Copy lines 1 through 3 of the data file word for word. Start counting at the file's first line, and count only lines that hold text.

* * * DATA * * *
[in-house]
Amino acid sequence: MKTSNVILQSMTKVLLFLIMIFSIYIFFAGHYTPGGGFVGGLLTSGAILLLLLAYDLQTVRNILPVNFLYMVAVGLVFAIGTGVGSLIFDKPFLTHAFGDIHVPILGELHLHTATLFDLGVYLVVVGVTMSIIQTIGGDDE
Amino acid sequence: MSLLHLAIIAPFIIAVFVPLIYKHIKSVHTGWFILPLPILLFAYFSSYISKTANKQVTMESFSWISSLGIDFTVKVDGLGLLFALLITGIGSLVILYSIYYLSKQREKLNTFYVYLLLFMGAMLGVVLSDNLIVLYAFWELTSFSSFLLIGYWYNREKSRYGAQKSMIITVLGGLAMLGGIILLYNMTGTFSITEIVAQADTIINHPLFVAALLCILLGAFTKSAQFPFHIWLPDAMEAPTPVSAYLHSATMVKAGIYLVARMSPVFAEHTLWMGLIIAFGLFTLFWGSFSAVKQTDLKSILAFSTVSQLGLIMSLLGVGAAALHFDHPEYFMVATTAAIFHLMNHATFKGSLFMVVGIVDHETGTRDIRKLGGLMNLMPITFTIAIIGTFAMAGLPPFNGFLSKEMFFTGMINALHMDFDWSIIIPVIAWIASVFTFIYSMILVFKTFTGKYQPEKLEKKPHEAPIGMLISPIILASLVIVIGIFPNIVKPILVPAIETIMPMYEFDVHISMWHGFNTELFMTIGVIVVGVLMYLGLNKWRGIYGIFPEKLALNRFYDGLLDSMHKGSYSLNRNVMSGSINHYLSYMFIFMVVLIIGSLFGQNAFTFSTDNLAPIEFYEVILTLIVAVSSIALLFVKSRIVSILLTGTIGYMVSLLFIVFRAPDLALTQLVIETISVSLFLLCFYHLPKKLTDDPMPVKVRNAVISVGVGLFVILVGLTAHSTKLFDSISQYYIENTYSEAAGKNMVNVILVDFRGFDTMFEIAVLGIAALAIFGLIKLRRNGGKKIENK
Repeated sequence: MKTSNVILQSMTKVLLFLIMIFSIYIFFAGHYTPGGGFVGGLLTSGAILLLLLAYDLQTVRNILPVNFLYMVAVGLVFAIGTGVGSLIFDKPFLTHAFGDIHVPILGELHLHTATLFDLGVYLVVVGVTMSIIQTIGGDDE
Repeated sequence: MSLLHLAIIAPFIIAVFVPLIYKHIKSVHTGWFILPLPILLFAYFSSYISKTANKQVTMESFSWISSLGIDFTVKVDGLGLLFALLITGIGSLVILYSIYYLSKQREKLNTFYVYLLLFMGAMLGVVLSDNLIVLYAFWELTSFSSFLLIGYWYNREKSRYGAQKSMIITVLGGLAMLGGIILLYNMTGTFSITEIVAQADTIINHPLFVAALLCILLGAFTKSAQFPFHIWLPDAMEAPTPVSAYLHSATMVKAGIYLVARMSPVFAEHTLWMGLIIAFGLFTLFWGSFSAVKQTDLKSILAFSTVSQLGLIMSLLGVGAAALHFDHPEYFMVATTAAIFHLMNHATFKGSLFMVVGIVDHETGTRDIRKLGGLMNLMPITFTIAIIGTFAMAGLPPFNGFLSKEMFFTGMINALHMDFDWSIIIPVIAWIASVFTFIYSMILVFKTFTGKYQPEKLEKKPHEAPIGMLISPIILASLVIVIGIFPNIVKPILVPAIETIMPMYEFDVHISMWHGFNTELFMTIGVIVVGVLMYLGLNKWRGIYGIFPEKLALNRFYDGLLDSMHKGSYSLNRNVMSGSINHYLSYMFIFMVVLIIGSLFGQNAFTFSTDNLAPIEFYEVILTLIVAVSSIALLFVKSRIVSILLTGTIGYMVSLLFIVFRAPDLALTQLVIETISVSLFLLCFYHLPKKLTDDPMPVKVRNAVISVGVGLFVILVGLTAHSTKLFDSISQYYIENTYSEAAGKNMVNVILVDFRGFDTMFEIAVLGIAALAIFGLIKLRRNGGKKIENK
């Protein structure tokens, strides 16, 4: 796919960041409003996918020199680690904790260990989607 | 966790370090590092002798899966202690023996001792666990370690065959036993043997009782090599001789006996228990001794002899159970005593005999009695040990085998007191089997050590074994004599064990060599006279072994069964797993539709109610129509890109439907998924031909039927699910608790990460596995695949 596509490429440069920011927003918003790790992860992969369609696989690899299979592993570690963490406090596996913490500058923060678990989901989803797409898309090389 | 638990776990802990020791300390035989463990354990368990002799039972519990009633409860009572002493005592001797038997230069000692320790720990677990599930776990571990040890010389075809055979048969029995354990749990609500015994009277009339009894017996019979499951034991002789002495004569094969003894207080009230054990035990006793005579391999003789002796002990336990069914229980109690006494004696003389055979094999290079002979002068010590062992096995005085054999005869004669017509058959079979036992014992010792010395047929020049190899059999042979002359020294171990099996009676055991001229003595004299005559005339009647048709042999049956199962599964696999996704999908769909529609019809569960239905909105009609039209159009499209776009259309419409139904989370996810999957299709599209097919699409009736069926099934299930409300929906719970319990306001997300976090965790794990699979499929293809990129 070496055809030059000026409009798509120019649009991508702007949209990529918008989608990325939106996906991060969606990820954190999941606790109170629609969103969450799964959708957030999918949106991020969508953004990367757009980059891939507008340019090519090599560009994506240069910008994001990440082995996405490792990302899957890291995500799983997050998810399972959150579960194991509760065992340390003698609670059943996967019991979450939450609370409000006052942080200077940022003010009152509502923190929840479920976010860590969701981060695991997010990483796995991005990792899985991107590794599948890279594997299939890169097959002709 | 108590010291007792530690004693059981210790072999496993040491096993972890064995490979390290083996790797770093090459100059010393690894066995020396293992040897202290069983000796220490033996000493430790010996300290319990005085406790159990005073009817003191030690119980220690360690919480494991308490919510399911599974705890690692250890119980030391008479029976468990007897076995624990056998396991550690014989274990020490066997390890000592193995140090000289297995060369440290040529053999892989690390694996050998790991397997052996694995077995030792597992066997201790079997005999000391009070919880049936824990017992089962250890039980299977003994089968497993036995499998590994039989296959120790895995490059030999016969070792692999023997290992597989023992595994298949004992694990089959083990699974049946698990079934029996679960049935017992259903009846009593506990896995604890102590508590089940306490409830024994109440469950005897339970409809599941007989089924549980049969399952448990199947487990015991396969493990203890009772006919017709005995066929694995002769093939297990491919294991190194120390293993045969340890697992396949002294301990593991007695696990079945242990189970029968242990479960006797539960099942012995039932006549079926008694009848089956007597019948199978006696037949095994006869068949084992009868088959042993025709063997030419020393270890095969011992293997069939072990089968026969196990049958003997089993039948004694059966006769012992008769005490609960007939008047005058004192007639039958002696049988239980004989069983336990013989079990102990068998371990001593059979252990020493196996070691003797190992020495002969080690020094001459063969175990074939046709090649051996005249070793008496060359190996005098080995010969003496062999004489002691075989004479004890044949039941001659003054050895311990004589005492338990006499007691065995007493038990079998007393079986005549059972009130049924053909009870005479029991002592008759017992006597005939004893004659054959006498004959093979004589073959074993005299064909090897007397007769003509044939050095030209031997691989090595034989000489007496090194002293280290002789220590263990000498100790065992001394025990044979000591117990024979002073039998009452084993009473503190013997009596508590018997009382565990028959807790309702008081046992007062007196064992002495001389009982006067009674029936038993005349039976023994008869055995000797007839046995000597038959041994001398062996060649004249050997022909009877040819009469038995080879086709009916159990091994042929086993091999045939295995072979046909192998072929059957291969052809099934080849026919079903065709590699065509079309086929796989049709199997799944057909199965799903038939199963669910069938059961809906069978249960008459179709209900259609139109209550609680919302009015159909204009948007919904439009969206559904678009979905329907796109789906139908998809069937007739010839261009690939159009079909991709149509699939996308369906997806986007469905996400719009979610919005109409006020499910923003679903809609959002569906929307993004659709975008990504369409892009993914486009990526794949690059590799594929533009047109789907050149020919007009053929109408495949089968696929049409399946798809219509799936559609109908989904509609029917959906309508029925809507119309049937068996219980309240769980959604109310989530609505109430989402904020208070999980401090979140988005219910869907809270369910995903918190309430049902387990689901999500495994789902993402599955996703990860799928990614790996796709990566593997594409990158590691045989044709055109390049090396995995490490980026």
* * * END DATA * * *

[in-house]
Amino acid sequence: MKTSNVILQSMTKVLLFLIMIFSIYIFFAGHYTPGGGFVGGLLTSGAILLLLLAYDLQTVRNILPVNFLYMVAVGLVFAIGTGVGSLIFDKPFLTHAFGDIHVPILGELHLHTATLFDLGVYLVVVGVTMSIIQTIGGDDE
Amino acid sequence: MSLLHLAIIAPFIIAVFVPLIYKHIKSVHTGWFILPLPILLFAYFSSYISKTANKQVTMESFSWISSLGIDFTVKVDGLGLLFALLITGIGSLVILYSIYYLSKQREKLNTFYVYLLLFMGAMLGVVLSDNLIVLYAFWELTSFSSFLLIGYWYNREKSRYGAQKSMIITVLGGLAMLGGIILLYNMTGTFSITEIVAQADTIINHPLFVAALLCILLGAFTKSAQFPFHIWLPDAMEAPTPVSAYLHSATMVKAGIYLVARMSPVFAEHTLWMGLIIAFGLFTLFWGSFSAVKQTDLKSILAFSTVSQLGLIMSLLGVGAAALHFDHPEYFMVATTAAIFHLMNHATFKGSLFMVVGIVDHETGTRDIRKLGGLMNLMPITFTIAIIGTFAMAGLPPFNGFLSKEMFFTGMINALHMDFDWSIIIPVIAWIASVFTFIYSMILVFKTFTGKYQPEKLEKKPHEAPIGMLISPIILASLVIVIGIFPNIVKPILVPAIETIMPMYEFDVHISMWHGFNTELFMTIGVIVVGVLMYLGLNKWRGIYGIFPEKLALNRFYDGLLDSMHKGSYSLNRNVMSGSINHYLSYMFIFMVVLIIGSLFGQNAFTFSTDNLAPIEFYEVILTLIVAVSSIALLFVKSRIVSILLTGTIGYMVSLLFIVFRAPDLALTQLVIETISVSLFLLCFYHLPKKLTDDPMPVKVRNAVISVGVGLFVILVGLTAHSTKLFDSISQYYIENTYSEAAGKNMVNVILVDFRGFDTMFEIAVLGIAALAIFGLIKLRRNGGKKIENK